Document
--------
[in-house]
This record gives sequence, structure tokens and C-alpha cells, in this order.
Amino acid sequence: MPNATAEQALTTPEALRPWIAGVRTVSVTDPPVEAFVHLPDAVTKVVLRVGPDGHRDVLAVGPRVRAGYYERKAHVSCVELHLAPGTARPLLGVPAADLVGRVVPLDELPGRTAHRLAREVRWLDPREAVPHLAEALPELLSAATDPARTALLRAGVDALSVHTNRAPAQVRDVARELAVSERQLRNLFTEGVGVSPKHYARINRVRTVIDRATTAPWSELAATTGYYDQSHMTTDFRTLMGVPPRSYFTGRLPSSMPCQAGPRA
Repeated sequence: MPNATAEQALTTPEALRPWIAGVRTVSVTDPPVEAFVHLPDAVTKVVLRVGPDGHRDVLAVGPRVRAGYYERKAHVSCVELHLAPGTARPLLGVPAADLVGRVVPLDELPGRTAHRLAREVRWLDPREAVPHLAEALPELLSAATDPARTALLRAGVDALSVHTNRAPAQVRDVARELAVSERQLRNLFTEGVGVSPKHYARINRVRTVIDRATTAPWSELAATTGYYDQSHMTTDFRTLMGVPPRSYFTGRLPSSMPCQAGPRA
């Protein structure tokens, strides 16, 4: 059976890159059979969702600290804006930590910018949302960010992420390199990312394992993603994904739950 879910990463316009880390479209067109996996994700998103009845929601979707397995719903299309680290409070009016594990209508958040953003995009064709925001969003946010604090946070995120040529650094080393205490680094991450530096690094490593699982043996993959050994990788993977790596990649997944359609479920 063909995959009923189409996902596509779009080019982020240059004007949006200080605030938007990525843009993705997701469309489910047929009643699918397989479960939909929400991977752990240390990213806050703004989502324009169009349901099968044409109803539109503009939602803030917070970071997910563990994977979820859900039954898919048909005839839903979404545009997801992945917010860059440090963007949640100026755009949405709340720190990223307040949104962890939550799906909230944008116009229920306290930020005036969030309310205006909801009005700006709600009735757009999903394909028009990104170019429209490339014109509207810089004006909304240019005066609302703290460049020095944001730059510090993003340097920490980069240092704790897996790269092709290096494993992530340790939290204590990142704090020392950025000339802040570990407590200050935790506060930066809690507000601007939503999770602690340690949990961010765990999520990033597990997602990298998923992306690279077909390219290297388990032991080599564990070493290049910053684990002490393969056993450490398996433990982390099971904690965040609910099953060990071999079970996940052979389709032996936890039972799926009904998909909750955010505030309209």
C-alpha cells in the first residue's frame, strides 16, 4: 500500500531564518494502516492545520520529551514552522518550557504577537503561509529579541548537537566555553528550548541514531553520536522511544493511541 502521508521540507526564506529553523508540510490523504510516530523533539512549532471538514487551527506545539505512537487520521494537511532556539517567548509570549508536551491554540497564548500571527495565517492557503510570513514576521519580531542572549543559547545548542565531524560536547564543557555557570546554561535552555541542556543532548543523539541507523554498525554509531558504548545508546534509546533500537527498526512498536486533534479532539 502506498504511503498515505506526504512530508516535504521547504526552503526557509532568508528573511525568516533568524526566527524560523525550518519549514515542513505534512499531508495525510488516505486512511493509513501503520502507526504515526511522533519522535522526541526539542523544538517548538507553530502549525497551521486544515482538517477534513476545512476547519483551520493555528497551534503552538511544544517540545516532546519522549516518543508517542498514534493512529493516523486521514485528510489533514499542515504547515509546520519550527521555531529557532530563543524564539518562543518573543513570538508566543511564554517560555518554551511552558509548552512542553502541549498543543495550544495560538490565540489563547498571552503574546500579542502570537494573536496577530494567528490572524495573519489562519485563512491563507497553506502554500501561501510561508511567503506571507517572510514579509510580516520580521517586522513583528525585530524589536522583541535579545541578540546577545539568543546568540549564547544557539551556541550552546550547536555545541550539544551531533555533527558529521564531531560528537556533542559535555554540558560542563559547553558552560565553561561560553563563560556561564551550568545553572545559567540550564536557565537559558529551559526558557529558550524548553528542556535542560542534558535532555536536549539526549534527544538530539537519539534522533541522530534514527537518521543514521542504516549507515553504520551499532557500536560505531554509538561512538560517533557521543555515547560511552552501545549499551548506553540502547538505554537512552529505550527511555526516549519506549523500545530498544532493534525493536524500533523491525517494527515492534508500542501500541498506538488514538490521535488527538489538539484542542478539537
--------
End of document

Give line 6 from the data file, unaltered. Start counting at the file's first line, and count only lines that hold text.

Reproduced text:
C-alpha cells in the first residue's frame, strides 16, 4: 500500500531564518494502516492545520520529551514552522518550557504577537503561509529579541548537537566555553528550548541514531553520536522511544493511541 502521508521540507526564506529553523508540510490523504510516530523533539512549532471538514487551527506545539505512537487520521494537511532556539517567548509570549508536551491554540497564548500571527495565517492557503510570513514576521519580531542572549543559547545548542565531524560536547564543557555557570546554561535552555541542556543532548543523539541507523554498525554509531558504548545508546534509546533500537527498526512498536486533534479532539 502506498504511503498515505506526504512530508516535504521547504526552503526557509532568508528573511525568516533568524526566527524560523525550518519549514515542513505534512499531508495525510488516505486512511493509513501503520502507526504515526511522533519522535522526541526539542523544538517548538507553530502549525497551521486544515482538517477534513476545512476547519483551520493555528497551534503552538511544544517540545516532546519522549516518543508517542498514534493512529493516523486521514485528510489533514499542515504547515509546520519550527521555531529557532530563543524564539518562543518573543513570538508566543511564554517560555518554551511552558509548552512542553502541549498543543495550544495560538490565540489563547498571552503574546500579542502570537494573536496577530494567528490572524495573519489562519485563512491563507497553506502554500501561501510561508511567503506571507517572510514579509510580516520580521517586522513583528525585530524589536522583541535579545541578540546577545539568543546568540549564547544557539551556541550552546550547536555545541550539544551531533555533527558529521564531531560528537556533542559535555554540558560542563559547553558552560565553561561560553563563560556561564551550568545553572545559567540550564536557565537559558529551559526558557529558550524548553528542556535542560542534558535532555536536549539526549534527544538530539537519539534522533541522530534514527537518521543514521542504516549507515553504520551499532557500536560505531554509538561512538560517533557521543555515547560511552552501545549499551548506553540502547538505554537512552529505550527511555526516549519506549523500545530498544532493534525493536524500533523491525517494527515492534508500542501500541498506538488514538490521535488527538489538539484542542478539537